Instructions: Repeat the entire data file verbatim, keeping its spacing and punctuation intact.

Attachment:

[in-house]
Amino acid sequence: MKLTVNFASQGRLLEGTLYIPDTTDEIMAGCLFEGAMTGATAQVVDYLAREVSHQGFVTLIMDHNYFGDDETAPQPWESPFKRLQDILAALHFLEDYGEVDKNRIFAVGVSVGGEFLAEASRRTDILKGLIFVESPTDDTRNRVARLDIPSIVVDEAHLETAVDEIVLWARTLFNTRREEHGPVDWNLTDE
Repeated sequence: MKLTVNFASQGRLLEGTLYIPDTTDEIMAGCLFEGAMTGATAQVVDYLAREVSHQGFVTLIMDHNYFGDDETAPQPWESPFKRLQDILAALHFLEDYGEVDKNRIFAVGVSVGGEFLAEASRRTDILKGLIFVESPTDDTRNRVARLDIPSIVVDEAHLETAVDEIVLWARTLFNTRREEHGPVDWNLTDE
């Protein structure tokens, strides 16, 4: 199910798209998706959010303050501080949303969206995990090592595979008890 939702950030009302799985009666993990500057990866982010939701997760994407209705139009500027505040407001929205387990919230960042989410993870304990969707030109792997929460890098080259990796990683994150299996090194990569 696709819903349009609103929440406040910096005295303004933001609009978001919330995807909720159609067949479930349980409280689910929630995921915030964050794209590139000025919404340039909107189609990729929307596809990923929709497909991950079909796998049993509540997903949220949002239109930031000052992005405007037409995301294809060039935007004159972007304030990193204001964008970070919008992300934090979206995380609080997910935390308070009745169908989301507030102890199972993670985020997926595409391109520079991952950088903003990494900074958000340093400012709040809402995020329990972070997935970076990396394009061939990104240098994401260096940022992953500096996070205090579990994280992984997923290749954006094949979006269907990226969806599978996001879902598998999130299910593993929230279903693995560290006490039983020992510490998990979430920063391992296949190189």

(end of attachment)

[in-house]
Amino acid sequence: MKLTVNFASQGRLLEGTLYIPDTTDEIMAGCLFEGAMTGATAQVVDYLAREVSHQGFVTLIMDHNYFGDDETAPQPWESPFKRLQDILAALHFLEDYGEVDKNRIFAVGVSVGGEFLAEASRRTDILKGLIFVESPTDDTRNRVARLDIPSIVVDEAHLETAVDEIVLWARTLFNTRREEHGPVDWNLTDE
Repeated sequence: MKLTVNFASQGRLLEGTLYIPDTTDEIMAGCLFEGAMTGATAQVVDYLAREVSHQGFVTLIMDHNYFGDDETAPQPWESPFKRLQDILAALHFLEDYGEVDKNRIFAVGVSVGGEFLAEASRRTDILKGLIFVESPTDDTRNRVARLDIPSIVVDEAHLETAVDEIVLWARTLFNTRREEHGPVDWNLTDE
């Protein structure tokens, strides 16, 4: 199910798209998706959010303050501080949303969206995990090592595979008890 939702950030009302799985009666993990500057990866982010939701997760994407209705139009500027505040407001929205387990919230960042989410993870304990969707030109792997929460890098080259990796990683994150299996090194990569 696709819903349009609103929440406040910096005295303004933001609009978001919330995807909720159609067949479930349980409280689910929630995921915030964050794209590139000025919404340039909107189609990729929307596809990923929709497909991950079909796998049993509540997903949220949002239109930031000052992005405007037409995301294809060039935007004159972007304030990193204001964008970070919008992300934090979206995380609080997910935390308070009745169908989301507030102890199972993670985020997926595409391109520079991952950088903003990494900074958000340093400012709040809402995020329990972070997935970076990396394009061939990104240098994401260096940022992953500096996070205090579990994280992984997923290749954006094949979006269907990226969806599978996001879902598998999130299910593993929230279903693995560290006490039983020992510490998990979430920063391992296949190189």